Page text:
|Taped Webcam - Credit: techworm|
Wednesday 13 April 2016
Cybersecurity: Why The FBI Director Puts A Tape Over His Webcam – And Why You Should Take A Cue
The Federal Bureau of Investigation - FBI Director James Comey gave a presentation at Kenyon College in Ohio, United States of America last week. He submitted that “absolute privacy” has never existed in America – until now, when encryption by default creates spaces where law enforcement can not go, even with a court order.
Mr. Comey has made this kind of speech many times before, saying encryption in everyday products has tilted the balance between privacy and security too far in favor of privacy.
But during a question and answer session with students after his speech, Comey said something unexpected that caught the attention of privacy activists.
Comey commented that he puts a “piece of tape” over the webcam on his personal laptop.
That’s probably a good idea for someone as high-profile as Comey, as spies and hackers have made a habit of going after government officials and hacking their personal accounts.
Hackers can use malicious software called a remote access trojan (RAT) to take over your computer, record your conversations, or even turn on your webcam to spy on you.
RATs are perfect for surveillance, which is probably why the FBI has used similar malware to infect the computers of suspects in criminal investigations, court records have shown.
Comey’s admission about putting tape over his webcam got the immediate attention of a privacy activist who pointed out the irony of his statement.
Christopher Soghoian, a senior technologist and policy analyst with the ACLU, tweeted that Comey had created a “warrant-proof webcam,” and jabbed Comey with tweets saying “patriots don’t cover their webcams” and “anti lawful surveillance of webcam tech” (tape) is widely available.
Comey made his comment about taping over his webcam in response to a student’s question about panopticism – pervasive surveillance – and what effect it has when people become aware that “other people are listening.”
On balance, Comey said, public awareness of surveillance since the Snowden revelations is “a good thing,” because it should make people realize they have “a decision to make” about how the government balances security and privacy:
I don’t think it should freak you out. I think you should demand the details, demand to know how the government conducts surveillance, how they’re overseen, how they’re constrained, demand to know how these devices work, demand to know whether it is true.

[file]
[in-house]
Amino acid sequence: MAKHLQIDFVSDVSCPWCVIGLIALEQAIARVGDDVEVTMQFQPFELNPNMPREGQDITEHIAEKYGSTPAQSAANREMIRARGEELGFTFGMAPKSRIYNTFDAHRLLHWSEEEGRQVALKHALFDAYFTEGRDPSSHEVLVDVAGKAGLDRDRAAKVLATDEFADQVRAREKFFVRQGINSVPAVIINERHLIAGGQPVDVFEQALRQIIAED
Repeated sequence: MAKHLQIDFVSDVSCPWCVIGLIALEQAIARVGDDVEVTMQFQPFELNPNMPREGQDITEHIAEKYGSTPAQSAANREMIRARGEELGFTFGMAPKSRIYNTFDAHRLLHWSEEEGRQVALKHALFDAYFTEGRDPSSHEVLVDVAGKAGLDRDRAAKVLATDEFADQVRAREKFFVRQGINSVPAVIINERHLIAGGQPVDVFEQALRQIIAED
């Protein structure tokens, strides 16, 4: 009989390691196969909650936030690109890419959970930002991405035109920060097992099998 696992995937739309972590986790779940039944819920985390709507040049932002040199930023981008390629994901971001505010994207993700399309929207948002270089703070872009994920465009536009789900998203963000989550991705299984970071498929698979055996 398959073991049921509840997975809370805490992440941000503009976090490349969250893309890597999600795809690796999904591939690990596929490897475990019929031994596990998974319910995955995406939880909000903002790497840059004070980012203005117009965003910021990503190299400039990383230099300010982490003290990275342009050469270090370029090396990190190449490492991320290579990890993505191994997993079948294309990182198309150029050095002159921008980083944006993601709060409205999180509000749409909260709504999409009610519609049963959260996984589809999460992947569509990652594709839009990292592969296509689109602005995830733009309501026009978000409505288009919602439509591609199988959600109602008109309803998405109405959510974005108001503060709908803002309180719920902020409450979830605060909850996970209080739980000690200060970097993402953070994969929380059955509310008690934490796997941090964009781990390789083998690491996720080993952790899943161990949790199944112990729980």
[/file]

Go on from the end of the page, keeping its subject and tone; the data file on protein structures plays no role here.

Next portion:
I saw someone do this so I copied it … I put a piece of tape – I have a laptop, a personal laptop – I put a piece of tape over the camera because I saw somebody smarter than I am had a piece of tape over their camera.
And so I think you should channel it into a healthy awareness, a demand for information, and engagement – especially young people.
You can hear the question and answer in a Livestream video at around the 1:24 mark.
Comey’s comments on surveillance and privacy come just a few weeks after a stand-off between Apple and the FBI over a dead terrorist’s locked iPhone, when a court ordered Apple to create a backdoor to help the FBI get around the iPhone’s passcode and encryption.
These legal issues should be addressed by Congress and the courts, Comey says – although as technology changes, the laws will need to change to keep up.
The conversation about privacy, security and surveillance in our society needs to keep going, too.
What you can do to stop RATs
One high profile case that put the spotlight on RATs was that of Miss Teen USA Cassidy Wolf, who was blackmailed by a criminal who used the RAT known as “Blackshades” to take nude pictures of her through her webcam.
The FBI has a good description of what Blackshades in particular can do, which is a lot more than just taking control of your webcam:
[Blackshades RAT] allows criminals to steal passwords and banking credentials; hack into social media accounts; access documents, photos, and other computer files; record all keystrokes; activate webcams; hold a computer for ransom; and use the computer in distributed denial of service (DDoS) attacks.
Here are some simple tips you can use to defend against RATs and other malware that someone could use to spy on you:
Cover your webcam when you’re not using it with something non-transparent like tape, or point it towards the wall. If your webcam is embedded in your laptop, close the lid when not using your laptop or cover the camera with a webcam cover (like these cool ones available in The Sophos Store!).Patch your OS (Windows, OS X) and applications (web browser, email and messaging client, etc.) as soon as security updates are available.Malware often arrives in emails, so be wary of links and attachments in emails or social media messages from strangers. Even messages that appear to come from people you know could be faked by crooked hackers.Keep your computer safe from RATs and other types of malware by installing security software and keeping it up to date.
Culled from: Naked Security